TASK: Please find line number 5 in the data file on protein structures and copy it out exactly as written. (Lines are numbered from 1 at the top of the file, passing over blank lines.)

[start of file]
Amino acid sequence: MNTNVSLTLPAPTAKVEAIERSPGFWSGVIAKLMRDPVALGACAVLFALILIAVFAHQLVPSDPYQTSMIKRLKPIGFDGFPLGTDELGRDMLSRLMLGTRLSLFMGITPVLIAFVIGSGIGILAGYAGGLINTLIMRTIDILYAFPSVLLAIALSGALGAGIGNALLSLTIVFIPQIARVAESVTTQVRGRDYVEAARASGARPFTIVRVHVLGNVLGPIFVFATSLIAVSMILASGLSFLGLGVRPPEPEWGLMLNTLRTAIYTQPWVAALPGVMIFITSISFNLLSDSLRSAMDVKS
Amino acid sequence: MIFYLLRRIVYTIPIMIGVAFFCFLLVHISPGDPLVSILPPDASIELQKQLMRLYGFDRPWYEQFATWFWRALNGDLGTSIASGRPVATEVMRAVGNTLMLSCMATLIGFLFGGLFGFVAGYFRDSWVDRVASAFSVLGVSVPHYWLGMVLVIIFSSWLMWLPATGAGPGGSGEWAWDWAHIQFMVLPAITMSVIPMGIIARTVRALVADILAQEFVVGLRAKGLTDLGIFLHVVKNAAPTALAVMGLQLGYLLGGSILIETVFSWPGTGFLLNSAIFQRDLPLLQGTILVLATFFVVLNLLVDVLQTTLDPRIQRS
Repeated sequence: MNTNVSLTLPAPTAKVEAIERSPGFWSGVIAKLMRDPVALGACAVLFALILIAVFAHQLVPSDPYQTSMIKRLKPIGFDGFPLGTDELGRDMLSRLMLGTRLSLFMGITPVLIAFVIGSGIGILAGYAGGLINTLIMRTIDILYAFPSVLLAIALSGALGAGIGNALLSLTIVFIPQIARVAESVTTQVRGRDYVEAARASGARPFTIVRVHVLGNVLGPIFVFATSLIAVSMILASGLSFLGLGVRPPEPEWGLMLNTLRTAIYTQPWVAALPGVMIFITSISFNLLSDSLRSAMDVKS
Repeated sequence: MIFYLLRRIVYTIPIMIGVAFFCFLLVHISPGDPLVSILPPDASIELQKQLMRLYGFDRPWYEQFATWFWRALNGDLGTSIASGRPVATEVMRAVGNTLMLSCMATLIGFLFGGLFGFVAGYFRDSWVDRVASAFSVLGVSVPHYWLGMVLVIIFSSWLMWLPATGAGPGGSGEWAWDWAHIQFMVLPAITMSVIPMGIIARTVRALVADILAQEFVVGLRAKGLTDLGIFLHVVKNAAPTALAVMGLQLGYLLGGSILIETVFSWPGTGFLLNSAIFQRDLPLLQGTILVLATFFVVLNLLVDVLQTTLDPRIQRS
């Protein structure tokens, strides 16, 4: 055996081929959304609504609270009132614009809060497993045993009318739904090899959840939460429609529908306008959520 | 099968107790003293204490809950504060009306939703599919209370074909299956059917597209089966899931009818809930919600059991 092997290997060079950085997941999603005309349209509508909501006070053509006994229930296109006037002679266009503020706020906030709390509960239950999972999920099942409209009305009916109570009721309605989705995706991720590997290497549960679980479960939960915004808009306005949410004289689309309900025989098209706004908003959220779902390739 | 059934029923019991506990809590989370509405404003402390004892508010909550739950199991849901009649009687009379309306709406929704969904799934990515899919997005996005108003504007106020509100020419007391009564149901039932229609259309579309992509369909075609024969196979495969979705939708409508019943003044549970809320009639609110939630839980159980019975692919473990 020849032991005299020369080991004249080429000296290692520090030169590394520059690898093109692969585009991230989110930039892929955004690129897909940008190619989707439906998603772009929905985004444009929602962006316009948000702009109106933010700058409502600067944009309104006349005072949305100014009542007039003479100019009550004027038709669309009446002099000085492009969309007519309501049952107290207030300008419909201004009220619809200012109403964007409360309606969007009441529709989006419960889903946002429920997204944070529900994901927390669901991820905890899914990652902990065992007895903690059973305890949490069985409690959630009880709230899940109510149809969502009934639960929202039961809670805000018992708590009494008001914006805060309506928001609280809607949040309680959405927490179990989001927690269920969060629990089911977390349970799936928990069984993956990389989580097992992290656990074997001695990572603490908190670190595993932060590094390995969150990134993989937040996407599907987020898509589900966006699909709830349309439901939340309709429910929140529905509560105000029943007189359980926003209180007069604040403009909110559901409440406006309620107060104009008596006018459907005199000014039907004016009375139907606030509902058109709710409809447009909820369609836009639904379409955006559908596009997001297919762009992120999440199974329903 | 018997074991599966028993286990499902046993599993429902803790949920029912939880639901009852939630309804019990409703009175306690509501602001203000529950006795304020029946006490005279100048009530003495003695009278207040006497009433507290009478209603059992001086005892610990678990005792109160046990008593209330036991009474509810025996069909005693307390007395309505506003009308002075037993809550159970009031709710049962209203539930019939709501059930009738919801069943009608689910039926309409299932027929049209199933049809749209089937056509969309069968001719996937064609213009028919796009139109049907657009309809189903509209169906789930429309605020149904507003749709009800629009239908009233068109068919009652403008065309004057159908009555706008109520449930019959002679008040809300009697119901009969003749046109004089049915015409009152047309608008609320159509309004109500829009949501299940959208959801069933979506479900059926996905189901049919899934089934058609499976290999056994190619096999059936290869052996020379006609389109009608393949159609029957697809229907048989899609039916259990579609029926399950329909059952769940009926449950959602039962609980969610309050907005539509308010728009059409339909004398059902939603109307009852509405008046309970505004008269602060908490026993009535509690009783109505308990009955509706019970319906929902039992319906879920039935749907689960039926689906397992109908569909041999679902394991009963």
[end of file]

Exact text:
């Protein structure tokens, strides 16, 4: 055996081929959304609504609270009132614009809060497993045993009318739904090899959840939460429609529908306008959520 | 099968107790003293204490809950504060009306939703599919209370074909299956059917597209089966899931009818809930919600059991 092997290997060079950085997941999603005309349209509508909501006070053509006994229930296109006037002679266009503020706020906030709390509960239950999972999920099942409209009305009916109570009721309605989705995706991720590997290497549960679980479960939960915004808009306005949410004289689309309900025989098209706004908003959220779902390739 | 059934029923019991506990809590989370509405404003402390004892508010909550739950199991849901009649009687009379309306709406929704969904799934990515899919997005996005108003504007106020509100020419007391009564149901039932229609259309579309992509369909075609024969196979495969979705939708409508019943003044549970809320009639609110939630839980159980019975692919473990 020849032991005299020369080991004249080429000296290692520090030169590394520059690898093109692969585009991230989110930039892929955004690129897909940008190619989707439906998603772009929905985004444009929602962006316009948000702009109106933010700058409502600067944009309104006349005072949305100014009542007039003479100019009550004027038709669309009446002099000085492009969309007519309501049952107290207030300008419909201004009220619809200012109403964007409360309606969007009441529709989006419960889903946002429920997204944070529900994901927390669901991820905890899914990652902990065992007895903690059973305890949490069985409690959630009880709230899940109510149809969502009934639960929202039961809670805000018992708590009494008001914006805060309506928001609280809607949040309680959405927490179990989001927690269920969060629990089911977390349970799936928990069984993956990389989580097992992290656990074997001695990572603490908190670190595993932060590094390995969150990134993989937040996407599907987020898509589900966006699909709830349309439901939340309709429910929140529905509560105000029943007189359980926003209180007069604040403009909110559901409440406006309620107060104009008596006018459907005199000014039907004016009375139907606030509902058109709710409809447009909820369609836009639904379409955006559908596009997001297919762009992120999440199974329903 | 018997074991599966028993286990499902046993599993429902803790949920029912939880639901009852939630309804019990409703009175306690509501602001203000529950006795304020029946006490005279100048009530003495003695009278207040006497009433507290009478209603059992001086005892610990678990005792109160046990008593209330036991009474509810025996069909005693307390007395309505506003009308002075037993809550159970009031709710049962209203539930019939709501059930009738919801069943009608689910039926309409299932027929049209199933049809749209089937056509969309069968001719996937064609213009028919796009139109049907657009309809189903509209169906789930429309605020149904507003749709009800629009239908009233068109068919009652403008065309004057159908009555706008109520449930019959002679008040809300009697119901009969003749046109004089049915015409009152047309608008609320159509309004109500829009949501299940959208959801069933979506479900059926996905189901049919899934089934058609499976290999056994190619096999059936290869052996020379006609389109009608393949159609029957697809229907048989899609039916259990579609029926399950329909059952769940009926449950959602039962609980969610309050907005539509308010728009059409339909004398059902939603109307009852509405008046309970505004008269602060908490026993009535509690009783109505308990009955509706019970319906929902039992319906879920039935749907689960039926689906397992109908569909041999679902394991009963």